Adobe Fresco: Raster, Live Brushes and Vector in one illustration
The option to blend vector, live and pixel brushes is excellent, and the way Fresco automatically picks a new layer when doing so is very welcome for artists who tend to get into the flow of the piece and forget to do anything with layers until it’s too late.
This feature will no doubt be very popular with artists who have to switch between apps continuously. This pixel/vector trick isn’t a new one and has been seen in Affinity art programs, but the addition of the Live brushes does set Fresco apart. If Adobe can build on this feature and add more depth to the live brushes along with more vector controls and brushes it could truly start to become a daily driver for creatives.
Adobe Fresco review: Touch Shortcut
The touch shortcut button is a new handy feature from Adobe, which when held down temporarily changes the action of the tool in use. When used with the Pixel Brush, it erases using the current brush selection, with the Live Brushes it paints with clear colour and alters many more options with selections and layers.
The button can be pushed around the screen to suit your preference and works well, though can feel a little alien and jarring to more traditional artists who want all the creativity to come working with one hand. The actions can be learned in the handy help area signposted by the question mark in the top right, which offers simple instructions to learn the new gestures and tools on offer – great for new users.
Adobe Fresco review: Brush Preview and recent colour palette
Making changes to default brushes can be daunting, especially as so many programs don’t offer a preview of what your stroke will look like when used. Fresco not only offers a fantastic window in which you can see the changes to the brush as you tweak the parameters, but you can also have a quick doodle in the window to test it out for yourself without having to apply direct to your artwork.
Fresco also displays your recent colour choices from a drop-down tab in the colour wheel. For artists who tend to neglect an illustrations overarching colour palette until they've got started and felt their way around the painting, this tool is invaluable. No more trying to eyedrop tiny flecks of colour already used. More programs need these kind of time-saving features.
Adobe Fresco review: Editing and pro level tools
As you’d expect on any self-respecting art new program, the usual suspects of draggable layers, masking, selection tools and blending options are all here. As a more traditional thinking artist, I don’t have too much use for many of these apart from the layer rejigging and blending options, but all worked well when tested.
Adobe Fresco review: Saving and exporting your masterpiece
So you’ve finished your illustration, but what next? Pushing the Publish and export button at top of the screen opens up various options to suit all needs. Users can quickly export their work as a snapshot jpg (this can be changed to suit your most frequently used file type), which can then be saved or shared swiftly.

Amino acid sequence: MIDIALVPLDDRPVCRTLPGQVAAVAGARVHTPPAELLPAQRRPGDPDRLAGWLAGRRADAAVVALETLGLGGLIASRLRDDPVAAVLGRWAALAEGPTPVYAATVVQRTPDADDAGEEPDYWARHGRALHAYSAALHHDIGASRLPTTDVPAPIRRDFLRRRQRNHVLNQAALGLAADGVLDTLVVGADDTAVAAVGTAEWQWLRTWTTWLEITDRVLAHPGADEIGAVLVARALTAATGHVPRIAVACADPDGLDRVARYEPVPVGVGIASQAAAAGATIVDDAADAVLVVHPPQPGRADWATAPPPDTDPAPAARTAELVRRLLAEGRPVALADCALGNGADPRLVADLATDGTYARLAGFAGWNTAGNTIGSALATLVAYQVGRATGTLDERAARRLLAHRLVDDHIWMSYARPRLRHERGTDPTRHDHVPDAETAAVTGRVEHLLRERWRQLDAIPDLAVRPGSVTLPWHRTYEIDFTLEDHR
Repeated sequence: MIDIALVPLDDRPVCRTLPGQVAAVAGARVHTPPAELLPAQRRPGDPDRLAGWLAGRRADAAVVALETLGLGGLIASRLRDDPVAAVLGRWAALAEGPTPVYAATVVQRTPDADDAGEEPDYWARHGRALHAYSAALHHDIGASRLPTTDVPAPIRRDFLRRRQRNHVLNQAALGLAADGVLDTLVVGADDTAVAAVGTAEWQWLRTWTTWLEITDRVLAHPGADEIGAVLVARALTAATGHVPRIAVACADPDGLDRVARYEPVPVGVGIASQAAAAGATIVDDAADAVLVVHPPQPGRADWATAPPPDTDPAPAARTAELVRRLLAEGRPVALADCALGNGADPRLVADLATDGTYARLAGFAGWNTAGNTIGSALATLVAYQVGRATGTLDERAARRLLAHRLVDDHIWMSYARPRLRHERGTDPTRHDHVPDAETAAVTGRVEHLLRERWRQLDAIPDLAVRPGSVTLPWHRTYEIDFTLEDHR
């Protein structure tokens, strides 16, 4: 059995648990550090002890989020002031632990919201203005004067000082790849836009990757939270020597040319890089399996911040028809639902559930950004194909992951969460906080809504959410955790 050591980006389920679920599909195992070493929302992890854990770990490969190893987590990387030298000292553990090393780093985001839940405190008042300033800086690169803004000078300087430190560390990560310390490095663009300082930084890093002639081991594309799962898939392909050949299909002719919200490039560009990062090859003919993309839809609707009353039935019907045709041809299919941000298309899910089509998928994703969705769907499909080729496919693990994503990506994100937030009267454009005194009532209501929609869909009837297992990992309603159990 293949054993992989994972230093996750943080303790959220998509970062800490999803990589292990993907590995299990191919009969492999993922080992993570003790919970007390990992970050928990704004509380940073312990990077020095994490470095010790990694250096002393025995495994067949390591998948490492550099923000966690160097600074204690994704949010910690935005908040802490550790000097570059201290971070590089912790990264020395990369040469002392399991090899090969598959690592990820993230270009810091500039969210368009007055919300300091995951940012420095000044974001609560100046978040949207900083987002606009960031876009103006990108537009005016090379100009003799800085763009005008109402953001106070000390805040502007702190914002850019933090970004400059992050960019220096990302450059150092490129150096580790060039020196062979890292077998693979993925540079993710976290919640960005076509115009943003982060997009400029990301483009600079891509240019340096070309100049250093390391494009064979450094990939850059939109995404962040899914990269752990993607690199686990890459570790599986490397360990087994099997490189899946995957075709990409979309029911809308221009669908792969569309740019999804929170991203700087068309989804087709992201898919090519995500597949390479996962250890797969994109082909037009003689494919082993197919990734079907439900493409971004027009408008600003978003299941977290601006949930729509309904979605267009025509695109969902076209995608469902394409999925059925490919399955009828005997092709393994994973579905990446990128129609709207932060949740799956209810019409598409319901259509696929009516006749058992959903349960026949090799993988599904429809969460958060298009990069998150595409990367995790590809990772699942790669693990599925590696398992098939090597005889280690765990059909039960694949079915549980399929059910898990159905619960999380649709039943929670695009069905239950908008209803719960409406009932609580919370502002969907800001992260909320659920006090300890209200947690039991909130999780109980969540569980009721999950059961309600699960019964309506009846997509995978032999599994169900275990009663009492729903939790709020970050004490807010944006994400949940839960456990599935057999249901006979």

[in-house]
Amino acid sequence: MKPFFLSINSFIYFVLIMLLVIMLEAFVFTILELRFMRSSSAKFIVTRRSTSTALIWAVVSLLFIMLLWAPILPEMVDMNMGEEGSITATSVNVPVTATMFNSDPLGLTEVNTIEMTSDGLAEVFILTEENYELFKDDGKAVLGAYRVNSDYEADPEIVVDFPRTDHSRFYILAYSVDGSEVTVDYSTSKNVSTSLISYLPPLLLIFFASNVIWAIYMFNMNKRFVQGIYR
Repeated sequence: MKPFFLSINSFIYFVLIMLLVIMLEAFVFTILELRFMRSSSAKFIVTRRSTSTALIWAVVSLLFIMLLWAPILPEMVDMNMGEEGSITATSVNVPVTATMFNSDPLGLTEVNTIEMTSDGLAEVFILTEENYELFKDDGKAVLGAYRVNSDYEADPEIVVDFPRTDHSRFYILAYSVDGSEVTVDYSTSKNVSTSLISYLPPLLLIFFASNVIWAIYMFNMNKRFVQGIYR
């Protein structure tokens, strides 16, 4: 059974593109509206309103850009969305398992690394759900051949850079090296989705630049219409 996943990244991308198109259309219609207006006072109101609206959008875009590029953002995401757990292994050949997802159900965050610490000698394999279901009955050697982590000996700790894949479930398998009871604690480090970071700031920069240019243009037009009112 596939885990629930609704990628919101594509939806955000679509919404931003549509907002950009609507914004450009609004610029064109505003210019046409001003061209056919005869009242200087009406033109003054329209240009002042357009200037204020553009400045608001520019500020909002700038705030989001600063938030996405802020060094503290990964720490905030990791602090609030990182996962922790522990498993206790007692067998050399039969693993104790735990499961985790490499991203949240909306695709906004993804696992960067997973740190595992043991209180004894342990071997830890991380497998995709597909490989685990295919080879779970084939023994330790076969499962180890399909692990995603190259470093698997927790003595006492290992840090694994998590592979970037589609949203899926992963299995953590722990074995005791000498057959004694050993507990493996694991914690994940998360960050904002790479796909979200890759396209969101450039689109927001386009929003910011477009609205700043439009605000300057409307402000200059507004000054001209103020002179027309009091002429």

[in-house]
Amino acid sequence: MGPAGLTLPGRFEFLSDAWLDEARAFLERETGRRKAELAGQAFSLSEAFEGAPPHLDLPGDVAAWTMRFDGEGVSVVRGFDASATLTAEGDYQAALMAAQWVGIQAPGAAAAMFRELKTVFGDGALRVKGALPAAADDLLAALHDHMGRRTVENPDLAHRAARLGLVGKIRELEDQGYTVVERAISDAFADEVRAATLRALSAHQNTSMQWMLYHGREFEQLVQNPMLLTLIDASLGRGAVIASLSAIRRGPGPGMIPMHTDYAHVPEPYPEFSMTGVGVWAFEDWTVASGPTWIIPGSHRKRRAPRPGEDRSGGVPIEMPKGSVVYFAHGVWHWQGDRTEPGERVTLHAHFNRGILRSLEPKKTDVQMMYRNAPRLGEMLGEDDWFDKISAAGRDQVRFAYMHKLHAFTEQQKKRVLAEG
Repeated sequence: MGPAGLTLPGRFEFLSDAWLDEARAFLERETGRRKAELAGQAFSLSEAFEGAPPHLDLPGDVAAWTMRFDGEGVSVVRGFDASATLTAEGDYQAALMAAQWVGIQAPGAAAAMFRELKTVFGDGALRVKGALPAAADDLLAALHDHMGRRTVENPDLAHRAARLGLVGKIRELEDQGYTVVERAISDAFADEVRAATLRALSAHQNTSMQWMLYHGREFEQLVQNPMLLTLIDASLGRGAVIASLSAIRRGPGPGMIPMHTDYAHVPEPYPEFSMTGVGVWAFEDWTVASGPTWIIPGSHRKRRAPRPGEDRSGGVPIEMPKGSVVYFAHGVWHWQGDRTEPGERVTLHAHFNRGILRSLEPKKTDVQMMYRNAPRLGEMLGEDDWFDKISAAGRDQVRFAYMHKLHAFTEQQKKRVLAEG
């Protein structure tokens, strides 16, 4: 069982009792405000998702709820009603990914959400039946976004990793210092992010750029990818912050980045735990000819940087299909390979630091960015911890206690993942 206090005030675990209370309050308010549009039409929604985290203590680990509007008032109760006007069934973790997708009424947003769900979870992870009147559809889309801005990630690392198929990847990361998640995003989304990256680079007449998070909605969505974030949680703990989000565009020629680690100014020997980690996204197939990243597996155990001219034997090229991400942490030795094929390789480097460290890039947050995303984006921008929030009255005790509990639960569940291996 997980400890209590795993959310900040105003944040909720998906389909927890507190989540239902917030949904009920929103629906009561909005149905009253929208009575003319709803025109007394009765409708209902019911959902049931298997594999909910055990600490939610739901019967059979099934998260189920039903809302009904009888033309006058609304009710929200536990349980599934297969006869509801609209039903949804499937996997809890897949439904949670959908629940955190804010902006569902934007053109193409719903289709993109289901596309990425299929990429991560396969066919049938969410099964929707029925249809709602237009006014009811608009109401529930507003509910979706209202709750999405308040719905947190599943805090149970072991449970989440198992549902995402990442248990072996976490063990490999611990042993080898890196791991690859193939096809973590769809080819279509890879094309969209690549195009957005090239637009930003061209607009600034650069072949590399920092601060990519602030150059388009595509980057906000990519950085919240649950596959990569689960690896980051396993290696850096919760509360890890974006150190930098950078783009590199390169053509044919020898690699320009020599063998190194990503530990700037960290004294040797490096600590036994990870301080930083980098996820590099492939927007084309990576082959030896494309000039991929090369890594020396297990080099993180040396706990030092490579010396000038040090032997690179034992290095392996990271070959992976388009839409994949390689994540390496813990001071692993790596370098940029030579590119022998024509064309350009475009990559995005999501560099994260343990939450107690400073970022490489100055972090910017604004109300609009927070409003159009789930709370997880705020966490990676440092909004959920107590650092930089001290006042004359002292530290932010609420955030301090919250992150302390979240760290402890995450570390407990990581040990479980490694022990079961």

For more formal saving of your work hit the Publish and Export button and select export as to choose from various levels of quality PNG, JPG, PSD and PDF files. Your artwork can also be exported direct to Behance. Every stroke of your art is recorded in Fresco and this too can be exported from this area and works fantastically well, again drawing parallels with Procreate but falls slightly short in missing choice of replay length.
Adobe Fresco review: Should you buy it?
If Fresco was a one-off payment of £6.99, we would not be having the discussion about buying it or not, it would be a no-brainer. A fine, fun tool to have, which could be invaluable for many and handy for others.
However, with the £10-a-month subscription model, this is too much for most when a creative may only need one killer brush or feature within it. This will obviously change as Adobe develops Fresco but right now it's just awesome for CC users, rather than an invaluable one-stop tool for all.
The features and presentation of Fresco are all well executed and bode well for future evolution, and as previously mentioned, there's no software that currently emulates watercolours as well. However, there are a plethora of desktop applications which do the living paint trick far better and with more professional results.
This leads us to wonder who is Fresco for? It lacks the depth and options in its current iteration to fully satisfy all professional illustrators but many hobbyists will find it works just fine for them. With Procreate 5 on the horizon, Fresco needs to ramp up the features swiftly to bring on board animators, concept artists and oil portrait artists as currently, as a non-Creative Cloud subscriber, there just isn’t enough in there to draw me away from Artrage on Surface Pro and Procreate on my iPad.
All the right elements are there for Adobe to develop upon and creative a powerful tool, which can appeal to all so although its currently a little underwhelming in certain areas, it's exciting to think what the future holds for Fresco and its growing community.